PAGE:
The ambitious scale of Katsuhiro Otomo’s landmark animation “Akira” is staggering. Although the film’s events barely span a few days, the depth of its myth reaches deep into the past and the future.
The film opens with an apocalyptic explosion that is an obvious nod to Hiroshima, which has served as an inspiration for Japanese science fiction for decades.
The explosion’s namesake, Akira, was a psychic youngster also known as an ESPer whose powers allowed him to reach the level of a God and set in motion a singularity that wiped out the old world and gave birth to a new one.
In Akira, Akira is both a spiritual presence, representing numerous gods, and a real person, buried beneath the streets of Neo-Tokyo.
In “Akira,” the city of Neo-Tokyo is shown as full of neon signs, conspiracy theories, military raids, and anpost-apocalyptic wastelandd biker gangs.
Kaneda and Tetsuo, two best friends, are trying to make their way through this chaotic city. When Tetsuo rides out to show himself, he collides with a little boy named Takashi who is riding his bike on the highway.
Some of Takashi’s ESP abilities are transferred to Tetsuo. Takashi is one of three known ESPers in government detention; the others are Kyoko and Masaru.
Tetsuo begins experiencing terrifying visual and auditory hallucinations of Akira, and they begin to overtake him.
A Power to Great for Us to Understand
When Tetsuo finally confronts the full might of Akira, he undergoes a horrifying metamorphosis into a bloated blob of flesh, cells, and organs, a transformation that symbolizes the complete takeover of his human body by the mighty cosmic power of Akira.
His body “is behaving on its own,” he cries. The three ESPer kids are so awed by Akira’s presence that they immediately begin praying to him, knowing that a new universe must be born and that Tetsuo must be freed from his mortal existence.
Eventually, they aid Kaneda and Tetsuo’s girlfriend Kairo in escaping the exploding city after they’ve rescued Tetsuo, but the city of Neo-Tokyo has been devastated once more.
Tetsuo’s ultimate and possibly predestined union with Akira stems from his need to be viewed as a formidable and significant figure.
In the course of the film, Tetsuo is viewed as Kaneda’s apprentice or sidekick, and this inferiority complex, along with his newly acquired abilities, proves to be a dangerous mix.
Tetsuo is first afraid of his talents, but he eventually learns to control them, at which point his ego took over.
In their final showdown inside the stadium, Tetsuo asks Kaneda “How come I need you to bail me out every time? Sure, I’ve been on the losing end of things before, but that won’t be the case forever, okay?”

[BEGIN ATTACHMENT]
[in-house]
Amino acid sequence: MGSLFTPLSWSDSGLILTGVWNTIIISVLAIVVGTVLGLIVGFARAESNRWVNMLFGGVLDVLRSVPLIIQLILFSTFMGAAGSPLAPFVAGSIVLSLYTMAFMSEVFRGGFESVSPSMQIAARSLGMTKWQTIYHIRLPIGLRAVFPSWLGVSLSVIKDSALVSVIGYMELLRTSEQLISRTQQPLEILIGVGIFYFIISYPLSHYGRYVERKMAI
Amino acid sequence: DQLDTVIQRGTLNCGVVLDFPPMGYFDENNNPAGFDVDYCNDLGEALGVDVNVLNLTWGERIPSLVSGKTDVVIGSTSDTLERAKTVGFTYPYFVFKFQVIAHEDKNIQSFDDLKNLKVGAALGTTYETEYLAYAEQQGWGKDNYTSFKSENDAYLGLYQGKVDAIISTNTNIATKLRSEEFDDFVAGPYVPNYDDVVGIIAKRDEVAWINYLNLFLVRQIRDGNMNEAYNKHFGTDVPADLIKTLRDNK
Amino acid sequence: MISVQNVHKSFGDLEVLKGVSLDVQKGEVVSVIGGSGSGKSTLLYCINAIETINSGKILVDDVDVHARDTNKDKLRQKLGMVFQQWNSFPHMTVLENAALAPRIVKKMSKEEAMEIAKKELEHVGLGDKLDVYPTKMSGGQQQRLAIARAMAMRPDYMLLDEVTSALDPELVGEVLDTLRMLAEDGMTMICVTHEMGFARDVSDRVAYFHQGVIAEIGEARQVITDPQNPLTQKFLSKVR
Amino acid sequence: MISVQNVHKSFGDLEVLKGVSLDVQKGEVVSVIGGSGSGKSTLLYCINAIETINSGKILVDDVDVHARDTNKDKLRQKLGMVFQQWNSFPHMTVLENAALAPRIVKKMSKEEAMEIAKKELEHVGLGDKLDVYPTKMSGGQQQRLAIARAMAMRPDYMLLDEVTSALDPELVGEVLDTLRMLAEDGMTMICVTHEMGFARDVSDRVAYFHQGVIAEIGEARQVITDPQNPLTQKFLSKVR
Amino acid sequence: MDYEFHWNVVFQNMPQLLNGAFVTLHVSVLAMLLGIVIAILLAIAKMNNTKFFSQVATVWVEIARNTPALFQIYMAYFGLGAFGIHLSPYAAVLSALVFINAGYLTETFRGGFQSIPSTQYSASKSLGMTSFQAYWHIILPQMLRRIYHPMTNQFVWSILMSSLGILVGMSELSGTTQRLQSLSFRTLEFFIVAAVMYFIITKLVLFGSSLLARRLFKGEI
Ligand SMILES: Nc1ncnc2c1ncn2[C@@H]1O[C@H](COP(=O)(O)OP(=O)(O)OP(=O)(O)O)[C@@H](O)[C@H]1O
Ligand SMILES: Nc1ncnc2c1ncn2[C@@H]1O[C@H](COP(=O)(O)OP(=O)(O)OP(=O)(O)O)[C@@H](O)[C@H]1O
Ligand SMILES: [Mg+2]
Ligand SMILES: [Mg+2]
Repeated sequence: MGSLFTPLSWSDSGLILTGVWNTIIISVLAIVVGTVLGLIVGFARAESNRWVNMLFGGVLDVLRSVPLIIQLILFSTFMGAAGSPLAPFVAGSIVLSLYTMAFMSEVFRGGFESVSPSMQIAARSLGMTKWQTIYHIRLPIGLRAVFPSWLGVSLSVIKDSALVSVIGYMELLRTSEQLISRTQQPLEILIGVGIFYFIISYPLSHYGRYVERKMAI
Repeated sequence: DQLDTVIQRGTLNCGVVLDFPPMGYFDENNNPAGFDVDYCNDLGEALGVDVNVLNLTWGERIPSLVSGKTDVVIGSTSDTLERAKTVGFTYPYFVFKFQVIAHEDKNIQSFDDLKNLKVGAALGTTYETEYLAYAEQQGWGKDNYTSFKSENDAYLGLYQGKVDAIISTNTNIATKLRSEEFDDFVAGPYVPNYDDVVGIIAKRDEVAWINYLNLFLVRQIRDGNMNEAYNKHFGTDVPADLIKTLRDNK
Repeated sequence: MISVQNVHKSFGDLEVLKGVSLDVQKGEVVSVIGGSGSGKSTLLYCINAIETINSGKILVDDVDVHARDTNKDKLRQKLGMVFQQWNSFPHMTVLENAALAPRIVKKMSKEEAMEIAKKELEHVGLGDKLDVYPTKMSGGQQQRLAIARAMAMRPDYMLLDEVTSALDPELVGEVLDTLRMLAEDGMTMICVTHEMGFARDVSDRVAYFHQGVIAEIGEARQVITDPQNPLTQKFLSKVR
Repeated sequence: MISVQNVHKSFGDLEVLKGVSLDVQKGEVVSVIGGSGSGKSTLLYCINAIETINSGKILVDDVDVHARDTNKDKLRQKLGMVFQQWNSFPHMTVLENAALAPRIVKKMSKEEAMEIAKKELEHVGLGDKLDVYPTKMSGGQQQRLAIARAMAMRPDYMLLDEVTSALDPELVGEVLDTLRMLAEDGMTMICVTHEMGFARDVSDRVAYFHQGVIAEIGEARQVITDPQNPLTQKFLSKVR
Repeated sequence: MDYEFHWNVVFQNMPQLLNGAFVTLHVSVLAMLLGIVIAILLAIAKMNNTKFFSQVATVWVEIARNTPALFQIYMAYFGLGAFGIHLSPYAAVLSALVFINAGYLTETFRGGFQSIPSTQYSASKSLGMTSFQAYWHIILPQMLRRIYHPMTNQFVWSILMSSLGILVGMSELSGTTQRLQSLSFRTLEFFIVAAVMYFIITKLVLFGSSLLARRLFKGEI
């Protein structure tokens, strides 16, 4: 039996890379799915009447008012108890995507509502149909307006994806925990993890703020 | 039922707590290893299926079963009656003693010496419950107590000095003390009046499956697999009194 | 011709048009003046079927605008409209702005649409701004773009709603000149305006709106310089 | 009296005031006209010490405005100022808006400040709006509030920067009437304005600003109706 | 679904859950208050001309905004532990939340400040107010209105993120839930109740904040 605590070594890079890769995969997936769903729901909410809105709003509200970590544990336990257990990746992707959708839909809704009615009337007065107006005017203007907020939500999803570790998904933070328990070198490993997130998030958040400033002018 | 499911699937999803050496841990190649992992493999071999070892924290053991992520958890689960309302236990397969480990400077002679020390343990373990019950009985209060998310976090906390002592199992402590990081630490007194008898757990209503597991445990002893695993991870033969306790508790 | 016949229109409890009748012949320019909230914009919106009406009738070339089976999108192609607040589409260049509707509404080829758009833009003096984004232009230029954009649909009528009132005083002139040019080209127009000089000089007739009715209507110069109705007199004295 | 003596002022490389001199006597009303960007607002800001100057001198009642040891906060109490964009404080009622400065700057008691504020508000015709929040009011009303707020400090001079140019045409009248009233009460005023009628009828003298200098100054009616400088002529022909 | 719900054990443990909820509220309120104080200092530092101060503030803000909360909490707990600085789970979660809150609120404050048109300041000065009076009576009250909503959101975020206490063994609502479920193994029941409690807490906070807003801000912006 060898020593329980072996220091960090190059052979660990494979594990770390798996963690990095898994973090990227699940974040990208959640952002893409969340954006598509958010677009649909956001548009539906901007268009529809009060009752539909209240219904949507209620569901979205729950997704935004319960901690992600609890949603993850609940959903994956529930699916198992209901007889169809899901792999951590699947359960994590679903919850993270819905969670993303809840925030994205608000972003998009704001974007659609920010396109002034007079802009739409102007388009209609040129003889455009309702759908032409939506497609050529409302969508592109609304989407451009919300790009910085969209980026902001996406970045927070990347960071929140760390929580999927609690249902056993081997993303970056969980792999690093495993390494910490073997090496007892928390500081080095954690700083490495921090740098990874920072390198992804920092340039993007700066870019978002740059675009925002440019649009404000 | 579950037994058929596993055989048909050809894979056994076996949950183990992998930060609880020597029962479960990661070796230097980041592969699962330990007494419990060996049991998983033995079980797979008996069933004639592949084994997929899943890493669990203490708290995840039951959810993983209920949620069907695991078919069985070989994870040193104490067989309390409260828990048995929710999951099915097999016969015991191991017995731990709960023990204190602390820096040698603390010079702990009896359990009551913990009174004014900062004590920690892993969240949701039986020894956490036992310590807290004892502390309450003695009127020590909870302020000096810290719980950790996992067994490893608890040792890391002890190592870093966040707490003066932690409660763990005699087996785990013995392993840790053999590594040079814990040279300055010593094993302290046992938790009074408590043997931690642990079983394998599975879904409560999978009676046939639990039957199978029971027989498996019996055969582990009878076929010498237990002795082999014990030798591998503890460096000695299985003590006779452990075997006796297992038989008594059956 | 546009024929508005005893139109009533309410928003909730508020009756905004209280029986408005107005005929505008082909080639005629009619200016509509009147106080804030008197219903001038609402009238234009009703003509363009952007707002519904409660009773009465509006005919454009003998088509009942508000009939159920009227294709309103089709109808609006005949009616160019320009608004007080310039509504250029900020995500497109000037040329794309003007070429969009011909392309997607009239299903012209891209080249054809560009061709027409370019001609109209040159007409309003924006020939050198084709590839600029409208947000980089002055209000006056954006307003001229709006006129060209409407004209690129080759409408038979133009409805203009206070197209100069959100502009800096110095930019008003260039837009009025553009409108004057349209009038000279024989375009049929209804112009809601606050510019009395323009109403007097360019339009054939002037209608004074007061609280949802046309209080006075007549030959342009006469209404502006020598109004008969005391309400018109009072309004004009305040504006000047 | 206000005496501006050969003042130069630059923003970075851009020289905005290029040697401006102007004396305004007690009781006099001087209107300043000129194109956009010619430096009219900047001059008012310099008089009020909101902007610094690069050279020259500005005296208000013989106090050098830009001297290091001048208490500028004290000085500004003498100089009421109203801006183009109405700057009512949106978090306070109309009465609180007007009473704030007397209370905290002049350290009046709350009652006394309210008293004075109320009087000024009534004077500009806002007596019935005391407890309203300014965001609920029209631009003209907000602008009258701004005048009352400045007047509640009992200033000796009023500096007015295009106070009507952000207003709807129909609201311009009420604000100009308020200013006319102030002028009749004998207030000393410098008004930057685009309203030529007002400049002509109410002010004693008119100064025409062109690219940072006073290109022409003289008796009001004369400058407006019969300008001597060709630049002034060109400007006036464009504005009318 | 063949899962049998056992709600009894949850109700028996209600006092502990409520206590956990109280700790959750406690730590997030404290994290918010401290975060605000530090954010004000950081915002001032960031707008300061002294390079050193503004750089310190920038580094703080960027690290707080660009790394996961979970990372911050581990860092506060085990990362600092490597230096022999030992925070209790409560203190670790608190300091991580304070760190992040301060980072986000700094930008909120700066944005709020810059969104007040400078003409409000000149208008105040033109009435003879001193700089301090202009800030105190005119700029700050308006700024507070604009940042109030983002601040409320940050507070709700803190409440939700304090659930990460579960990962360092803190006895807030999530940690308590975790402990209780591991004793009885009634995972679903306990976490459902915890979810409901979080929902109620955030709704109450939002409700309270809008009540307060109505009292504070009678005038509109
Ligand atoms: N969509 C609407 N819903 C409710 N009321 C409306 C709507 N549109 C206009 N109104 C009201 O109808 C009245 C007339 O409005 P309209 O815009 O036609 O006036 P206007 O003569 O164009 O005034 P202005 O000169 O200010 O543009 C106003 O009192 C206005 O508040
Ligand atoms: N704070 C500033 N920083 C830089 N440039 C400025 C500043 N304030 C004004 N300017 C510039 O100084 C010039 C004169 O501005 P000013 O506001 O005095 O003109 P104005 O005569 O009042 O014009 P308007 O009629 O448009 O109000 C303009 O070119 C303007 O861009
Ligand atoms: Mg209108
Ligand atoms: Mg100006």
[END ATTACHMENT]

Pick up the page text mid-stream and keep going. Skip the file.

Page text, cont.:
This quest for, and eventual acquisition of, power is motivated not only by a need to prove his own value but also by vengeance against those who had doubted him.
Taking Care of Our Own Needs
Otomo develops the picture as a political allegory of the end of times, and the human desire for power and retribution that leads to the disastrous finale is apparent in many characters throughout the film.
Colonel Shikishima uses military force and displays a level of brash confidence reminiscent of General Patton. To prevent Tetsuo’s rise to power, he launches a coup d’état and a heavy military assault.
His haughty anthropocentrism clashes with the otherworldly and extraterrestrial powers he must face.
On the other hand, there are cults who openly celebrate the destruction of this world and the birth of a new one in anticipation of the arrival of Akira, analogizing it to the biblical rapture.
Nonetheless, even they are naively anthropocentric in their belief that Akira’s resurrection is for the betterment of humanity.
This cult follows the lead of one man, who rides a huge throne around the streets of the city.
This is just one example of how Otomo attacks the pretense of individual significance in the face of societal collapse.
A Chance to Break the Cycle
In Akira, the animation walks a fine line between the uplifting and the desolate. The ominous shades of orange, black, and crimson used to paint Neo-Tokyo are a natural fit for a city mired in what appears to be permanent violence.
The city’s inhabitants are perpetually frustrated, anxious, and on edge. It captures the isolation felt by all members of today’s disjointed society.
The climactic impact of the climax, which consists of a sequence of flashing panels, a gigantic explosion, and the blackness of space, is both stunning and deadening, exemplifying this nothingness.
Its decisiveness creates a gaping hole in its wake. Tetsuo and Kaneda spend their dying minutes together in the midst of the blinding brilliance and might of Akira, and in those moments they see memories of various times in their friendship.
The scenes show how Tetsuo’s extraordinary intelligence was present from the start, but how his timid personality and frail body forced him to live under Kaneda’s watchful protection.
Despite the film’s overall sense of tragedy, these sentimental scenes with Akira hint at the potential for growth via reflection on the past.
The light shines down on the ruins of Neo-Tokyo after the bombs have gone off, sending a confusing message in the wake of the city’s destruction.
In the end, the question is whether or not human beings can change their ways and break the cycle.
Tetsuo’s lust for power caused another global catastrophe after Akira; now that humanity is picking up the pieces, Kaneda and the rest of the population have a chance to make this the final one.